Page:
Bob Nuttall, founder of The Karate University in Weatherford, will be named a 10th Degree Black Belt Grandmaster — an elite designation — in a special recognition ceremony to be held Jan. 8 at the Parker County Courthouse.
The site was approved by Parker County commissioners Tuesday.
Grand Master J. Pat Burleson, a pioneer in the martial arts, told the court that the award is a lifetime achievement for Nuttall and his organization.
“There are many people who join the military and serve out long, distinguished careers, but very few 4-star generals,” he said. “This is a 4-star general award. There aren’t any more after this.”
Burleson noted Nuttall’s 40 years of service to the Weatherford community, the assistance he has provided to law enforcement officers and his commitment to rewarding his young karate students for academic achievement by treating them to free dinners.
Commissioner John Roth, who moved that the court approve the second floor of the courthouse for the evening ceremony, congratulated Nuttall, saying his daughter received her black belt at the age of 12 or 13.
“The lessons that they learn and the determination that they have going through what they go through with you makes a huge difference in their lives,” Roth said.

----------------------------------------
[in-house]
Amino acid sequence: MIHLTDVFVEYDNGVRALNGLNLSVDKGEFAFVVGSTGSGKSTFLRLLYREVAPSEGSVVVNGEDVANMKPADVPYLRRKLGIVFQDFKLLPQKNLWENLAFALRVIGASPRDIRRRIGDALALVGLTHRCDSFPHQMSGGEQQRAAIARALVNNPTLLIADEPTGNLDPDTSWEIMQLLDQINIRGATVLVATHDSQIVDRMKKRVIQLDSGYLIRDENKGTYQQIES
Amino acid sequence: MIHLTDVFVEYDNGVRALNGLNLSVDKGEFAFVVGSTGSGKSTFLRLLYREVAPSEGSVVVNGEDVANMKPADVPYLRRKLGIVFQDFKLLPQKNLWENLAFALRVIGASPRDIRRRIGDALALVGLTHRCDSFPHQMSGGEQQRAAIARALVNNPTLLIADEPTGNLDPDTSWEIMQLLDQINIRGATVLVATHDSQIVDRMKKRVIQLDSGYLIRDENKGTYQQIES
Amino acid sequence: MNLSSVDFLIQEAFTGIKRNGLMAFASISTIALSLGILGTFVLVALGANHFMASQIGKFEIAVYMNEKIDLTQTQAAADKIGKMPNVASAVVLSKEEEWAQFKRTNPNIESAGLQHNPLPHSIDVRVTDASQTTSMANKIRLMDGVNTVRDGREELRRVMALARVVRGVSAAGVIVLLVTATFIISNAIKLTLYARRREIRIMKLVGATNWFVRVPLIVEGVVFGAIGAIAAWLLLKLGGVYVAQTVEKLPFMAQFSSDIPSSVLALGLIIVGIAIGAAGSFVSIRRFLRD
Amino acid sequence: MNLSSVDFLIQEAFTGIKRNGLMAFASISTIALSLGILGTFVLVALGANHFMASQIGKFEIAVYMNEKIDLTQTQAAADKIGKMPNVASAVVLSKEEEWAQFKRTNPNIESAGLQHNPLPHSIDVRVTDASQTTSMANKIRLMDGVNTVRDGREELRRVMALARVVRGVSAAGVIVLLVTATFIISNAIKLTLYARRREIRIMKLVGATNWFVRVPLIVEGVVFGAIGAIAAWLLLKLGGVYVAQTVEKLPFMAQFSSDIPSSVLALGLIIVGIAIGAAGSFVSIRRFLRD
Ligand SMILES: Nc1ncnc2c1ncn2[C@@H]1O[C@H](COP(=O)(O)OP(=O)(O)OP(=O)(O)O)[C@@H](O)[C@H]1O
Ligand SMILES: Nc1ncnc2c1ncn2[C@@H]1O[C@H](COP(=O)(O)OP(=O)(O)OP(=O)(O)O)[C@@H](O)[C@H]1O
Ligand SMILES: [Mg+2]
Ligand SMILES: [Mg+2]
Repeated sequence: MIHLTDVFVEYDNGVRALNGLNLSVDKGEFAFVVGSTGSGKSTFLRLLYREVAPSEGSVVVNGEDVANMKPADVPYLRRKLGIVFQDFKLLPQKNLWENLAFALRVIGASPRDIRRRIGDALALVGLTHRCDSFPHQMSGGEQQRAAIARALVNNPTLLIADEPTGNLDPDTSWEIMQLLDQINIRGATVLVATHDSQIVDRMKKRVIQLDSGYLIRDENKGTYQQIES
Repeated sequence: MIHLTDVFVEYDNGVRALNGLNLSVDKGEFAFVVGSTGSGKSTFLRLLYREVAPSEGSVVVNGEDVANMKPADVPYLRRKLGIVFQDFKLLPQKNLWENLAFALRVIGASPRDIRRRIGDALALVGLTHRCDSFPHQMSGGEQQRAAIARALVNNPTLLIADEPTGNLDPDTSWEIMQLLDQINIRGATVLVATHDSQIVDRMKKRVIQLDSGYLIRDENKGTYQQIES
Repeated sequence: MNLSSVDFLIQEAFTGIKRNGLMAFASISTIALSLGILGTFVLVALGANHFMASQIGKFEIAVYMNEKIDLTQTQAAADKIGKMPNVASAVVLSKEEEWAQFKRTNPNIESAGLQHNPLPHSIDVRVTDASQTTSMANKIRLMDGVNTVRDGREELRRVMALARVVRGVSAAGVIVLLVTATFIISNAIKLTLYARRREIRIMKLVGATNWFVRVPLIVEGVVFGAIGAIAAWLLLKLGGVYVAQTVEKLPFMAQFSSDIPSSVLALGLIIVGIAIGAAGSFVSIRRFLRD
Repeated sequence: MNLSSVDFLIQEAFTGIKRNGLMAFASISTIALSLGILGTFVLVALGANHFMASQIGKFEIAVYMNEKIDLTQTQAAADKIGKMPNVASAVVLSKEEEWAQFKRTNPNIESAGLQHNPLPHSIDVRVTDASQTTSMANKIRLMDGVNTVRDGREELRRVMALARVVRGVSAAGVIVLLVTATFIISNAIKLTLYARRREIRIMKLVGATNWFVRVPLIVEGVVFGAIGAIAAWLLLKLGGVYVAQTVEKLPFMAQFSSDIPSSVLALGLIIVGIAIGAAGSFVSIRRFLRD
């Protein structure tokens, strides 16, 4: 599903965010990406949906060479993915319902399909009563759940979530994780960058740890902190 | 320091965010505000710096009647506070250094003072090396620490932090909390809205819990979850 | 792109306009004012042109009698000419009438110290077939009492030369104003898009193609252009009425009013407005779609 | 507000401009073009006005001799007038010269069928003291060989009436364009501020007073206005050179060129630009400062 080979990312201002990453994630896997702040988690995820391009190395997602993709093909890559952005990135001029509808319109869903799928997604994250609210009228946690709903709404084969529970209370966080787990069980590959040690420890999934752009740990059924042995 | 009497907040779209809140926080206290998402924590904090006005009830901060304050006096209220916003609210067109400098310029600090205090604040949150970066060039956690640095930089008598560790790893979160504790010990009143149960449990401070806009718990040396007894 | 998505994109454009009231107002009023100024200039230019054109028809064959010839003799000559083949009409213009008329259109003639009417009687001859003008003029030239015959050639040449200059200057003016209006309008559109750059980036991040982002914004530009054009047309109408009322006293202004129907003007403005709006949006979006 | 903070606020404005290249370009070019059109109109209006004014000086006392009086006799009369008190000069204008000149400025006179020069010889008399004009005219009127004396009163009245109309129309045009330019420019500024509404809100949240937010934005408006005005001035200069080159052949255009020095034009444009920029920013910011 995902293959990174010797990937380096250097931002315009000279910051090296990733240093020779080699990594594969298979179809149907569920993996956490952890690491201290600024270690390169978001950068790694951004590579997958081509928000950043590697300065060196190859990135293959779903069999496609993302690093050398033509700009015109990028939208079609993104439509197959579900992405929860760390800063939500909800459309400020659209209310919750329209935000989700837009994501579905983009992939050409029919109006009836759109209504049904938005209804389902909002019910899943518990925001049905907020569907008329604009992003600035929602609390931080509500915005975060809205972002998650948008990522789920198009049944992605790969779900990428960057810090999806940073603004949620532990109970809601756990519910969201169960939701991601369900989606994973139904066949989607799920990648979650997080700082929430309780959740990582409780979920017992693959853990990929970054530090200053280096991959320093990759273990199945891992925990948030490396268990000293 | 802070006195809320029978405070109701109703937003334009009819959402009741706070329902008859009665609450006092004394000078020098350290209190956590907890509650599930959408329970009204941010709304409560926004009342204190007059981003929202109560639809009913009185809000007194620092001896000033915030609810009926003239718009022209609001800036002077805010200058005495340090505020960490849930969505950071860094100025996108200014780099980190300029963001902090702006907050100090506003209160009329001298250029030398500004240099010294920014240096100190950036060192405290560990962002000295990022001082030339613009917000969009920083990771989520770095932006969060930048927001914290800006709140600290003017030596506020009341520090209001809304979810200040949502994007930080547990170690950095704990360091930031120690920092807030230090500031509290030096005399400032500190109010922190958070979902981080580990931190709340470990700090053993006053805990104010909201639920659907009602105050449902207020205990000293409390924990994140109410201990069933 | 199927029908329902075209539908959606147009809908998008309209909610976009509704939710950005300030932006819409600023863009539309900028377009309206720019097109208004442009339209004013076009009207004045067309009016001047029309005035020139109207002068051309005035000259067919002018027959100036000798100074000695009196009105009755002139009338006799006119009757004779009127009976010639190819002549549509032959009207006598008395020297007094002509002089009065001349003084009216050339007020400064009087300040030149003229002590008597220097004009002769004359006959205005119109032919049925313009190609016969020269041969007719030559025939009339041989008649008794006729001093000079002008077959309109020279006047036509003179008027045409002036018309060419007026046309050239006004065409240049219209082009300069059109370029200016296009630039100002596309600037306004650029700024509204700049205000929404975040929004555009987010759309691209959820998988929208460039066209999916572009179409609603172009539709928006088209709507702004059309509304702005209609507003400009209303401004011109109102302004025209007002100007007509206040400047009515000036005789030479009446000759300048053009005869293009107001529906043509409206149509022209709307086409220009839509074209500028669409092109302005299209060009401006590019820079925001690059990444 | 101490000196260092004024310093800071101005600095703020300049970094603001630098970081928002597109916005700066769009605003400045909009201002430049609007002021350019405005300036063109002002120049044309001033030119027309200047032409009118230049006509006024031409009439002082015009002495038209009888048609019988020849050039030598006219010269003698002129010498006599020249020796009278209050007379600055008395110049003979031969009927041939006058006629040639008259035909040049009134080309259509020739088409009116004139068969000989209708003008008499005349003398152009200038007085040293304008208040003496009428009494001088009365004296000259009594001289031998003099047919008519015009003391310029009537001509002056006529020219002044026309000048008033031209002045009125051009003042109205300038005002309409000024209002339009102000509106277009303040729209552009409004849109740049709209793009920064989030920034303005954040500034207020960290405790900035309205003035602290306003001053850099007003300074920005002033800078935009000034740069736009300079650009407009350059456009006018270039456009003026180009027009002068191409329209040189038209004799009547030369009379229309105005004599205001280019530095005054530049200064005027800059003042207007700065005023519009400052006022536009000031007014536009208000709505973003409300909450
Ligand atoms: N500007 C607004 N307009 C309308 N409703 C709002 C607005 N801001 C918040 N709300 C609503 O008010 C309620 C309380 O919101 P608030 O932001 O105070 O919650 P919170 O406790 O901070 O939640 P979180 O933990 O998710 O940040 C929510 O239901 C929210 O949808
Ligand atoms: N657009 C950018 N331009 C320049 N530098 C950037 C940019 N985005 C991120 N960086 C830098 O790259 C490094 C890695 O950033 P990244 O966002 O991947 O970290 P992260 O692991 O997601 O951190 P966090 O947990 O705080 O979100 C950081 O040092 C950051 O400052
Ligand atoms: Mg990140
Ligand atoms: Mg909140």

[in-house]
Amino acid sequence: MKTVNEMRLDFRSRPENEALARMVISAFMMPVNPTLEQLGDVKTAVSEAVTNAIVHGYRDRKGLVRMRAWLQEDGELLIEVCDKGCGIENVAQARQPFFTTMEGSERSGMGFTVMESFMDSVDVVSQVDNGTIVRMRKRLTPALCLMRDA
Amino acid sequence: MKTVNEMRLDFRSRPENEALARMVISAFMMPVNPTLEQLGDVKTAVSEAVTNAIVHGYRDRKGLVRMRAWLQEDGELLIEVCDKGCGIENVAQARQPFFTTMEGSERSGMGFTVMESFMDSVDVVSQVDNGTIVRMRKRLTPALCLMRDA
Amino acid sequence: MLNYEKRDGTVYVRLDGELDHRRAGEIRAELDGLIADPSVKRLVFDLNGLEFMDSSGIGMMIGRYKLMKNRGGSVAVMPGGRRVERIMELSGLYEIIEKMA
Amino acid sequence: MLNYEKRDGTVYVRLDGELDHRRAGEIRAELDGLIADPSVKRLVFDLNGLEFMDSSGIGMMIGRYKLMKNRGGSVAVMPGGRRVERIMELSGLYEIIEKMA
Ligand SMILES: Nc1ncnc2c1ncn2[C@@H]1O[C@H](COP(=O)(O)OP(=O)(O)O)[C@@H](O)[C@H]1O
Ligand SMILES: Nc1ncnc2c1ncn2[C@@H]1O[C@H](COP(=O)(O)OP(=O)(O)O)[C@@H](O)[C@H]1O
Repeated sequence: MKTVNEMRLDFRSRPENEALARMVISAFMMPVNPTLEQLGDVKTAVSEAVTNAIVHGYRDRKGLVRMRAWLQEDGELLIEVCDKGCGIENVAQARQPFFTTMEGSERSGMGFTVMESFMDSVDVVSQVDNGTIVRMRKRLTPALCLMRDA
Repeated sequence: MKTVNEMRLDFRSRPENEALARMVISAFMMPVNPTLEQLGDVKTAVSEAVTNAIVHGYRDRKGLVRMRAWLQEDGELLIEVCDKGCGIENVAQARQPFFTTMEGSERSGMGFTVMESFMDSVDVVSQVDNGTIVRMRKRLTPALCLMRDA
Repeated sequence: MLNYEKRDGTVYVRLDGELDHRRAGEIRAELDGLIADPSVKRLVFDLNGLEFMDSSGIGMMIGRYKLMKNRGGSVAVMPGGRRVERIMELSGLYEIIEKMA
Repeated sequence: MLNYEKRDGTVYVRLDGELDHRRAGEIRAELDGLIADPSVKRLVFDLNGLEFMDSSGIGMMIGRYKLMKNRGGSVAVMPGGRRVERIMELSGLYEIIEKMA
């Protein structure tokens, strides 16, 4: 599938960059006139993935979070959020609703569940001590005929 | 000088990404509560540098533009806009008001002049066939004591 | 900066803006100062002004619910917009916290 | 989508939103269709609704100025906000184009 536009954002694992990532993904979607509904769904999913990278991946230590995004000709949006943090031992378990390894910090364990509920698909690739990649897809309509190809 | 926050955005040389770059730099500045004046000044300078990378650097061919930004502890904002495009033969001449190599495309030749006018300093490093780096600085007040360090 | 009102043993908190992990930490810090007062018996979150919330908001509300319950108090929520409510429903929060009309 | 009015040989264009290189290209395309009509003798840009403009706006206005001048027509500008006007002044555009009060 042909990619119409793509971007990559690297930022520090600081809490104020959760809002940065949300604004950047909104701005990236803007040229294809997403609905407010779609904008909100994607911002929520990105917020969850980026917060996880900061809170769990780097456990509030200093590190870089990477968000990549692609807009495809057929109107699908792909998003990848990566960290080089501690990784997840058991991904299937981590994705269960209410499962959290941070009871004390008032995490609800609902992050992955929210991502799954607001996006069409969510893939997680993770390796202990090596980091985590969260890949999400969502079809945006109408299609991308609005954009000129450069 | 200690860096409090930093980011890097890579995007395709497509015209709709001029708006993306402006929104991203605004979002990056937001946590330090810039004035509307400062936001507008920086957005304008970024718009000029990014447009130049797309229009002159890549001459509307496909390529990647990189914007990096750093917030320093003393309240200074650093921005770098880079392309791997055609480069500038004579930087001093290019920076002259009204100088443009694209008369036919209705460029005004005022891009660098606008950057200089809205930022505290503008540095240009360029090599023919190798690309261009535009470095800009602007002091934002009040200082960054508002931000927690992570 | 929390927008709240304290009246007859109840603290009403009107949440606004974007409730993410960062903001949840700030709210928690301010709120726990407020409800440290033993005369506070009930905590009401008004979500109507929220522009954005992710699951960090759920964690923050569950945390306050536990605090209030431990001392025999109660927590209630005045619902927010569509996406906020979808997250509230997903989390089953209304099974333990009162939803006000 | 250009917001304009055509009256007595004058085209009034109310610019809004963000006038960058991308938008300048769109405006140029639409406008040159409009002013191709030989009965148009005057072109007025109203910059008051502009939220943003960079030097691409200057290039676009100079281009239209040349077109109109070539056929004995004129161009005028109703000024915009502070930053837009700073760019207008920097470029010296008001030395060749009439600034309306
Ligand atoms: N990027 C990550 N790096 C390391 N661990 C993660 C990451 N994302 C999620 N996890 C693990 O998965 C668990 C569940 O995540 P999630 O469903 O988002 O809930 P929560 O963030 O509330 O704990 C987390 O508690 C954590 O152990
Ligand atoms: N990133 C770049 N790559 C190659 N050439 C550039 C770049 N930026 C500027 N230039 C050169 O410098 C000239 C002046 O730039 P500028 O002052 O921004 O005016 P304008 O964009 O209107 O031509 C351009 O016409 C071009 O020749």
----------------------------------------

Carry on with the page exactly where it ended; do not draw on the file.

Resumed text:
Nuttall, one of the first professional mixed martial arts type fighters in the U.S. — according to his website — said later that he has studied karate since the 1960s, leading to his employment as a security worker and a bodyguard.
His business, begun on North Main Street in 1972, is one of the oldest in Weatherford, he said, and is now training a third generation at its interstate location.
Karate is more about attitude and leadership than it is about kicks and punches, Nuttall said, and people are beginning to realize that.
“I think people’s respect for karate as a tool in life has gone up,” he said, “the discipline, the core values, the focus ... [students] focus on what they want and how to achieve it.”